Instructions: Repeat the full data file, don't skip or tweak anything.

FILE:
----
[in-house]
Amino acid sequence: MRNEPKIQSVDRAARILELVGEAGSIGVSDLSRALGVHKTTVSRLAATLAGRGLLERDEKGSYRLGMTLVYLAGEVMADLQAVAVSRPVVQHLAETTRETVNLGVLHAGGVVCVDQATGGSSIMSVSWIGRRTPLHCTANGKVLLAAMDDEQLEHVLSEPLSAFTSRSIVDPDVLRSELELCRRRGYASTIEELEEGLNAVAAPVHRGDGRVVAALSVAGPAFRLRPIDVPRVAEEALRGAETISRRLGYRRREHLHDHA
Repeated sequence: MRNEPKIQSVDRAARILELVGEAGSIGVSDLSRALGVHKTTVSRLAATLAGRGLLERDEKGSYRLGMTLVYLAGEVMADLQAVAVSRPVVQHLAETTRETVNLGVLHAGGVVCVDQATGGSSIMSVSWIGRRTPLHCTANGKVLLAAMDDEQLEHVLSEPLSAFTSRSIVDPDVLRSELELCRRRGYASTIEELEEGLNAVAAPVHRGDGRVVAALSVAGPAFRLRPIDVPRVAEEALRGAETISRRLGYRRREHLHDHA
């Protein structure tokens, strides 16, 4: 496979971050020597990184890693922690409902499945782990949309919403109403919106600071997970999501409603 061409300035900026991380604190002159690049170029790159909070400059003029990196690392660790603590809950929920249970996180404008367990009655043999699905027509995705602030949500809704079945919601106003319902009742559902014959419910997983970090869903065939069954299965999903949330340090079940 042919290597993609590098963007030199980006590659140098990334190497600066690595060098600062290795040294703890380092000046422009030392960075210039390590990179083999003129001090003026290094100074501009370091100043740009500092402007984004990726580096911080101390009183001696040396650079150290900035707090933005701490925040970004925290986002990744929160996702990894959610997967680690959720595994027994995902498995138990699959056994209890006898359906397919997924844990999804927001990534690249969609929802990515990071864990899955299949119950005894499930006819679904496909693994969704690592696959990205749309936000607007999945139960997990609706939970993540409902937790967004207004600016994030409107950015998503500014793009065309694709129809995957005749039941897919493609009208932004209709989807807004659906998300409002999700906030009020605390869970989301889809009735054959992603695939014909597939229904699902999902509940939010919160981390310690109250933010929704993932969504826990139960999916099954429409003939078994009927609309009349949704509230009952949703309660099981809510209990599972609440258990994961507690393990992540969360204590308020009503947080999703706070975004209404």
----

[in-house]
Amino acid sequence: MRNEPKIQSVDRAARILELVGEAGSIGVSDLSRALGVHKTTVSRLAATLAGRGLLERDEKGSYRLGMTLVYLAGEVMADLQAVAVSRPVVQHLAETTRETVNLGVLHAGGVVCVDQATGGSSIMSVSWIGRRTPLHCTANGKVLLAAMDDEQLEHVLSEPLSAFTSRSIVDPDVLRSELELCRRRGYASTIEELEEGLNAVAAPVHRGDGRVVAALSVAGPAFRLRPIDVPRVAEEALRGAETISRRLGYRRREHLHDHA
Repeated sequence: MRNEPKIQSVDRAARILELVGEAGSIGVSDLSRALGVHKTTVSRLAATLAGRGLLERDEKGSYRLGMTLVYLAGEVMADLQAVAVSRPVVQHLAETTRETVNLGVLHAGGVVCVDQATGGSSIMSVSWIGRRTPLHCTANGKVLLAAMDDEQLEHVLSEPLSAFTSRSIVDPDVLRSELELCRRRGYASTIEELEEGLNAVAAPVHRGDGRVVAALSVAGPAFRLRPIDVPRVAEEALRGAETISRRLGYRRREHLHDHA
């Protein structure tokens, strides 16, 4: 496979971050020597990184890693922690409902499945782990949309919403109403919106600071997970999501409603 061409300035900026991380604190002159690049170029790159909070400059003029990196690392660790603590809950929920249970996180404008367990009655043999699905027509995705602030949500809704079945919601106003319902009742559902014959419910997983970090869903065939069954299965999903949330340090079940 042919290597993609590098963007030199980006590659140098990334190497600066690595060098600062290795040294703890380092000046422009030392960075210039390590990179083999003129001090003026290094100074501009370091100043740009500092402007984004990726580096911080101390009183001696040396650079150290900035707090933005701490925040970004925290986002990744929160996702990894959610997967680690959720595994027994995902498995138990699959056994209890006898359906397919997924844990999804927001990534690249969609929802990515990071864990899955299949119950005894499930006819679904496909693994969704690592696959990205749309936000607007999945139960997990609706939970993540409902937790967004207004600016994030409107950015998503500014793009065309694709129809995957005749039941897919493609009208932004209709989807807004659906998300409002999700906030009020605390869970989301889809009735054959992603695939014909597939229904699902999902509940939010919160981390310690109250933010929704993932969504826990139960999916099954429409003939078994009927609309009349949704509230009952949703309660099981809510209990599972609440258990994961507690393990992540969360204590308020009503947080999703706070975004209404």